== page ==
Iden­tify your speed be­fore you pick your line

Golf World (UK) - - Jason Day -

You won’t see me three-putt very of­ten. Last year, I ranked 15th on Tour in three-putt avoid­ance with just 25 in 1,242 holes. I was also sixth in one-putt per­cent­age at 43.64%. But the stat I’m most proud of is that I ranked No.1 in the PGA Tour’s ‘Strokes Gained – Putting’ cat­e­gory. On av­er­age, I picked up more than a stroke on the field in every round I played. Four shots over four rounds is mas­sive.

The key to all of these im­pres­sive putting stats is dis­tance con­trol. I never want to leave a putt short be­cause you can’t make the putt if it doesn’t get there, right? But that doesn’t mean I just blast away at the hole. You have to hit it at the right pace to take the break you want and leave your­self sim­ple, stress-free tap-ins if you miss. I don’t want to see my putts fin­ish any fur­ther than a foot past the hole. That is my en­tire phi­los­o­phy on putting. Here’s how I make it hap­pen.

Hone your feel “There’s an art to putting. Much of my suc­cess is built around feel. For ex­am­ple, if I’m teach­ing some­one how to putt, the first thing I’ll do is ask them to tell me what they think is the most im­por­tant thing in putting. Hope­fully, they’ll re­spond by say­ing, ‘Speed’. With­out know­ing the speed of your roll, you can’t pick the line to match it. If you pick the line be­fore as­sess­ing the speed, you’re go­ing to hit the ball harder or softer from putt to putt if you sub­con­sciously feel you don’t have the right line. That leads to in­con­sis­tency.”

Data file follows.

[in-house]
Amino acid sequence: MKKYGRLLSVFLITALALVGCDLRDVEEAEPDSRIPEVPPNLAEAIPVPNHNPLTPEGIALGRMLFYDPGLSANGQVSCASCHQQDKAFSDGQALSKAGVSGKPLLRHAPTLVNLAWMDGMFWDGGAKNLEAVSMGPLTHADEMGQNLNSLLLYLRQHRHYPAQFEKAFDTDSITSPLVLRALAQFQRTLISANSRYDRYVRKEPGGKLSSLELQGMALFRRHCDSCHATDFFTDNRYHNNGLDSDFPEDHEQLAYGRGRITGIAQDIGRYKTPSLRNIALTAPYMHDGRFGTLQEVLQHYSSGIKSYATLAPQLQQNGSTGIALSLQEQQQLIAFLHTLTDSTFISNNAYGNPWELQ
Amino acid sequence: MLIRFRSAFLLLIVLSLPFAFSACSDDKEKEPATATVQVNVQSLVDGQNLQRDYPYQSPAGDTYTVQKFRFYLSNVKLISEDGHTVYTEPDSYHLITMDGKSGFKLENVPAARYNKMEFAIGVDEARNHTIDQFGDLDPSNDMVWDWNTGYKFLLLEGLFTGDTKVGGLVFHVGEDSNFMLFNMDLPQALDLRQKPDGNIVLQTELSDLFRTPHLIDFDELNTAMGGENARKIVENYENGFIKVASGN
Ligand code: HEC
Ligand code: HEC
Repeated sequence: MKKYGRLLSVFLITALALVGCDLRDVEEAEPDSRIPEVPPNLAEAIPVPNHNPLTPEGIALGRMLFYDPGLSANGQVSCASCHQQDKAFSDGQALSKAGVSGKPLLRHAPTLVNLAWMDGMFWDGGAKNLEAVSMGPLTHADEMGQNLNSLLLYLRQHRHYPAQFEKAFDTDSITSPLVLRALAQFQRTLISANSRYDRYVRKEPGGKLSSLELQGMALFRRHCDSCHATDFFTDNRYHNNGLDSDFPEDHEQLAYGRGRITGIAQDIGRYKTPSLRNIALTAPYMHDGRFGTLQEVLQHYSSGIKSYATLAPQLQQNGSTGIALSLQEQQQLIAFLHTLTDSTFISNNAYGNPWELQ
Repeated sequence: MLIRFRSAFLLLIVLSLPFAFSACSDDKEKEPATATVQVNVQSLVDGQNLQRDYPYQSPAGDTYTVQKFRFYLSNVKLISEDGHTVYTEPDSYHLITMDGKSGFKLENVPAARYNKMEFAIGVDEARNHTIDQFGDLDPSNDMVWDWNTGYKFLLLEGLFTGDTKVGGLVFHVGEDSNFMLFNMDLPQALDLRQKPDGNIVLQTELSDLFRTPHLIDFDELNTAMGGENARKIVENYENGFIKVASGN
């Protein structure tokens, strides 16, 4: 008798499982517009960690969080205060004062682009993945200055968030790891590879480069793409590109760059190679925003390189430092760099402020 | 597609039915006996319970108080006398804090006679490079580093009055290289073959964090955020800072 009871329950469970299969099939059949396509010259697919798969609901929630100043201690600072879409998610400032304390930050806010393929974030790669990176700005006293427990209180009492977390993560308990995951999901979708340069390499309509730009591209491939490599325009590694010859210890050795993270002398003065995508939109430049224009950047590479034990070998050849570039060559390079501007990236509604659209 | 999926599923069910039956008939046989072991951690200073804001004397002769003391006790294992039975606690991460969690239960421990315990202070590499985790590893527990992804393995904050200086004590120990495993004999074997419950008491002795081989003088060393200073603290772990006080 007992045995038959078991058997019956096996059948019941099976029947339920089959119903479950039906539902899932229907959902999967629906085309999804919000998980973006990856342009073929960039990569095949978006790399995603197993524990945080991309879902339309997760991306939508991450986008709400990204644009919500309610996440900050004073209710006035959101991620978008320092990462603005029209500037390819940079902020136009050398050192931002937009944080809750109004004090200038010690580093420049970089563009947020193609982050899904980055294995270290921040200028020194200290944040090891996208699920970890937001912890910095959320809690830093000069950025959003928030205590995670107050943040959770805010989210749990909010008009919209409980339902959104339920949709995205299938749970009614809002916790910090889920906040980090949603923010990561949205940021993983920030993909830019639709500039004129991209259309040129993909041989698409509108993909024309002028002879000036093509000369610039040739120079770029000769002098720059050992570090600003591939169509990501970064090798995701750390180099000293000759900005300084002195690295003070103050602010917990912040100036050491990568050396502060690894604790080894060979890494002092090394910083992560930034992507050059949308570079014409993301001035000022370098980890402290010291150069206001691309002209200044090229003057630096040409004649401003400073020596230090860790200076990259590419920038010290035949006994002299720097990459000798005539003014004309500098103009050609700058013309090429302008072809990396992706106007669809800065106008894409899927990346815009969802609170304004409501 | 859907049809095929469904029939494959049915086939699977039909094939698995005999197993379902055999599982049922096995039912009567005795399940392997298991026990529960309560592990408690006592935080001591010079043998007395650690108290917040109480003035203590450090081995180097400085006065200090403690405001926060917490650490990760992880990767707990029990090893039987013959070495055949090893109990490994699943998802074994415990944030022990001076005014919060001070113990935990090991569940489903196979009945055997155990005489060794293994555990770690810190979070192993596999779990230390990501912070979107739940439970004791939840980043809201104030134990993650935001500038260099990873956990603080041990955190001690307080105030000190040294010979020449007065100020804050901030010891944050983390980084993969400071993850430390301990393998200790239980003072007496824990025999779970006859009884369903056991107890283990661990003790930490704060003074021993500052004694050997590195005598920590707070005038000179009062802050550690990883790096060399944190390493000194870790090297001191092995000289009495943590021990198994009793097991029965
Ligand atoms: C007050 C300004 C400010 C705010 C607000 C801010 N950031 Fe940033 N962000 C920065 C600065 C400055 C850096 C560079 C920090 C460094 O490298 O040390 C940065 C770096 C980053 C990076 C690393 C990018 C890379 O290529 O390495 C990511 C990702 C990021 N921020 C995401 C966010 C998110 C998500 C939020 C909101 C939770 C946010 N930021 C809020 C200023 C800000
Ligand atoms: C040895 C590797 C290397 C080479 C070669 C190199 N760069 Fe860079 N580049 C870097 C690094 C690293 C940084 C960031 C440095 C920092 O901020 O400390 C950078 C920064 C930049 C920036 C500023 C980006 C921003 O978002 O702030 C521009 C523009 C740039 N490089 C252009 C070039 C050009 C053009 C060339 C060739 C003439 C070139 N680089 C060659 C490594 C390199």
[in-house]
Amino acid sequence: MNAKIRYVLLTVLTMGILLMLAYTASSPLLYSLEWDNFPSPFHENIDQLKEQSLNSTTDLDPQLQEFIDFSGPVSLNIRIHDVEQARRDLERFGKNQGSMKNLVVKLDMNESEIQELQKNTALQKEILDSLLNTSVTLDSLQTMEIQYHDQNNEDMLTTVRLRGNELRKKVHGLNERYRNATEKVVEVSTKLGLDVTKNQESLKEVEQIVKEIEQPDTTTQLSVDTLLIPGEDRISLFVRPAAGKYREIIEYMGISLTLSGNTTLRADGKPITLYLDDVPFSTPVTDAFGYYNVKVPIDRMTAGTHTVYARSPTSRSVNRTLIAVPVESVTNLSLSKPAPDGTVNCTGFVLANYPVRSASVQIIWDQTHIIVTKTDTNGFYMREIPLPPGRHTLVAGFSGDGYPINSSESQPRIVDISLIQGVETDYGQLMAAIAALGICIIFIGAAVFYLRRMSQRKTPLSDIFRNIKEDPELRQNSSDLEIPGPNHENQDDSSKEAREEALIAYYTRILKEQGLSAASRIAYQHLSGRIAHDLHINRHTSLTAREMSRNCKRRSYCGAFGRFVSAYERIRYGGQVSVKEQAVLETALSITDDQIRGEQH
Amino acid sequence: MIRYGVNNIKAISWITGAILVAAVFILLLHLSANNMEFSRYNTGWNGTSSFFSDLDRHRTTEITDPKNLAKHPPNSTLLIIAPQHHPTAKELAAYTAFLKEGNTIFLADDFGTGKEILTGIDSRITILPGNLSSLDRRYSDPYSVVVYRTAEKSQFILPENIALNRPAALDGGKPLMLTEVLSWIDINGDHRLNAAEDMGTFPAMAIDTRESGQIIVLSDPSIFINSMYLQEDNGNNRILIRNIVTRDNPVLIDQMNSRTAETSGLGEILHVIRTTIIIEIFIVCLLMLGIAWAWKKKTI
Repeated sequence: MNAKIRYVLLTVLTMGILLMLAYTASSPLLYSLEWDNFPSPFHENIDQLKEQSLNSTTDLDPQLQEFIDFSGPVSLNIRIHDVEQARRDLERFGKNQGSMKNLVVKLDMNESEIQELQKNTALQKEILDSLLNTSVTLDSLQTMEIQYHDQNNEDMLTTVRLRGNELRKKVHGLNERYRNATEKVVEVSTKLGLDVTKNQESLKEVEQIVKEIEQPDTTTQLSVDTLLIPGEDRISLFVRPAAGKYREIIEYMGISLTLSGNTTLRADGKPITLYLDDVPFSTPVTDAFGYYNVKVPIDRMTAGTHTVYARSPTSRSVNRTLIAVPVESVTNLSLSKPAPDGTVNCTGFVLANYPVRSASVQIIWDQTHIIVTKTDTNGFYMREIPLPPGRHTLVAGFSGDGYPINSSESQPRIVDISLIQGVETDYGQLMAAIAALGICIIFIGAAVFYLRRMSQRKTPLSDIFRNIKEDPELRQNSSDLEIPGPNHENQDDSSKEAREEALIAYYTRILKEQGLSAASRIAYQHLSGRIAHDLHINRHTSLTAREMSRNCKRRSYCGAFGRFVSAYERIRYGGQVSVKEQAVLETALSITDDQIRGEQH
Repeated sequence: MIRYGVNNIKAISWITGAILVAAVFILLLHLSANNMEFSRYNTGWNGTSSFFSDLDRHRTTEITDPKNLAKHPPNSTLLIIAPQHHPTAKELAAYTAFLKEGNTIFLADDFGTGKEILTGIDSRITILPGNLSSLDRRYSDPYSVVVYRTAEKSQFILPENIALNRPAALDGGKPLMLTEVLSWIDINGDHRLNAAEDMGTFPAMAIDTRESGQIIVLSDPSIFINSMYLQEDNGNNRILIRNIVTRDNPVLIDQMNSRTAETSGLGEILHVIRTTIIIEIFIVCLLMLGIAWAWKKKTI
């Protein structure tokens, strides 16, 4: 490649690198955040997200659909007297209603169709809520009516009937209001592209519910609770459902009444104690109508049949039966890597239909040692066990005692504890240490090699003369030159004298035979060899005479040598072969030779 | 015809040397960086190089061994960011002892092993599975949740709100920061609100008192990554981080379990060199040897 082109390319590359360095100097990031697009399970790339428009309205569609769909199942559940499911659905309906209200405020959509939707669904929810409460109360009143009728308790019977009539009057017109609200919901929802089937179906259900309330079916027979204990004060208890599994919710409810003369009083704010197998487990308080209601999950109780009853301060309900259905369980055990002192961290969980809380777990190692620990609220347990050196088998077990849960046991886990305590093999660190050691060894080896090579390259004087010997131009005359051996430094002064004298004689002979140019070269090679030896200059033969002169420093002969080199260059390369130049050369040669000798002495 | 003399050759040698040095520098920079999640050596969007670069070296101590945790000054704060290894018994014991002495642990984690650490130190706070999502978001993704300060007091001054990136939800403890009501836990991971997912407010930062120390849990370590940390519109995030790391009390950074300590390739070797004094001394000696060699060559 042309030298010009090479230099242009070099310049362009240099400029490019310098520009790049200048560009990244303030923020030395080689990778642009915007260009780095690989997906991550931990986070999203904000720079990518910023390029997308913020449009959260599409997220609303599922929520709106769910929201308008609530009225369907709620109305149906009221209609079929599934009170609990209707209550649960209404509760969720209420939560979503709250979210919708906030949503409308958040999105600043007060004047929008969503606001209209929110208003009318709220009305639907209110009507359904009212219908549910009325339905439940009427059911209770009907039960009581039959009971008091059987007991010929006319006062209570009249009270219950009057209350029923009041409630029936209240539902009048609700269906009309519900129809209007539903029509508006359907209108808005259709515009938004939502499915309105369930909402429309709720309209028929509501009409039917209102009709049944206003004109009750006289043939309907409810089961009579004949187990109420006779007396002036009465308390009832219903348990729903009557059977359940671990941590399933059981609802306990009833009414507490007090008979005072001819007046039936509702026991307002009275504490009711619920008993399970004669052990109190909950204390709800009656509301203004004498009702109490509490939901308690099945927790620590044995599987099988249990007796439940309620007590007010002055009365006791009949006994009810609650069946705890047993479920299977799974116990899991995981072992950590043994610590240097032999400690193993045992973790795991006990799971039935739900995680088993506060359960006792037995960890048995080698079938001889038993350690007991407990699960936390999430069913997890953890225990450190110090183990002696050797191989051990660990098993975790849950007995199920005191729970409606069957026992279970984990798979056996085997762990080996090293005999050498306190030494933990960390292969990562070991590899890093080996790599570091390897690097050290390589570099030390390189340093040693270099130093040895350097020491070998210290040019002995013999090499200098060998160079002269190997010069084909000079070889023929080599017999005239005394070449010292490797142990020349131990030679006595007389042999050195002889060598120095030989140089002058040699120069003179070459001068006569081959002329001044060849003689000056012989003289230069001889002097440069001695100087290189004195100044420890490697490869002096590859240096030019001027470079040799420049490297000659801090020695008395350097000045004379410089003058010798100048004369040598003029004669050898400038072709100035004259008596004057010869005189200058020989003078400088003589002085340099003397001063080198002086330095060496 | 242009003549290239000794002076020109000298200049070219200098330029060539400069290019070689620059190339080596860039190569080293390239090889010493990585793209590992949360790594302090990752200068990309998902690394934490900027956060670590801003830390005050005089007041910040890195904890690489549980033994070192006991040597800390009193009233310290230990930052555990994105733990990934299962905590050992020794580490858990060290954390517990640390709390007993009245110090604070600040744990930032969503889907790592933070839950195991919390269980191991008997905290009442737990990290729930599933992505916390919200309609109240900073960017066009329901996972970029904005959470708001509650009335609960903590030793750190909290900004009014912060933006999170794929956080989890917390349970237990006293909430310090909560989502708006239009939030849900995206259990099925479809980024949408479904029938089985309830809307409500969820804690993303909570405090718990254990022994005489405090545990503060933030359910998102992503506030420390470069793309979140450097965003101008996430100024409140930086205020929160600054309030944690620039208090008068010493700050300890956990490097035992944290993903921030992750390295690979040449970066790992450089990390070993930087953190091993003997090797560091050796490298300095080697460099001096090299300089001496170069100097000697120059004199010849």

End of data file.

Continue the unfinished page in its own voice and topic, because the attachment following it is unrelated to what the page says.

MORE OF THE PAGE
Be ag­gres­sive “So many ama­teurs leave putts short be­cause they’re afraid of hit­ting the ball too hard. But all of the good put­ters you see on Tour are, gen­er­ally speak­ing, ag­gres­sive on the greens. But you have to prac­tise a lot to de­velop this con­fi­dence. On a reg­u­lar week off away from the Tour, I’ll spend two hours a day work­ing on my putting, com­pared to maybe only an hour or so on my longer clubs.”

Trust your read “The big­gest piece of ad­vice I give to ama­teurs about green­read­ing is to trust your in­stincts and com­pletely com­mit to the speed and line you’ve cho­sen when you’re about to putt. Sec­ond-guess­ing your­self will lead to ma­nip­u­la­tions dur­ing the stroke and you’re never go­ing to putt con­sis­tently well by do­ing that.”

My favourite drill “To cal­i­brate my speed and dis­tance con­trol, I putt balls from 15 and 30 feet on a flat sec­tion of the prac­tice green. It’s all about feel from this range. You’re try­ing to make every putt, of course, but you’re also mak­ing sure the ball gets to the hole. My goal is to en­sure that the ball doesn’t roll more than, say, six rev­o­lu­tions past the hole if I miss.”

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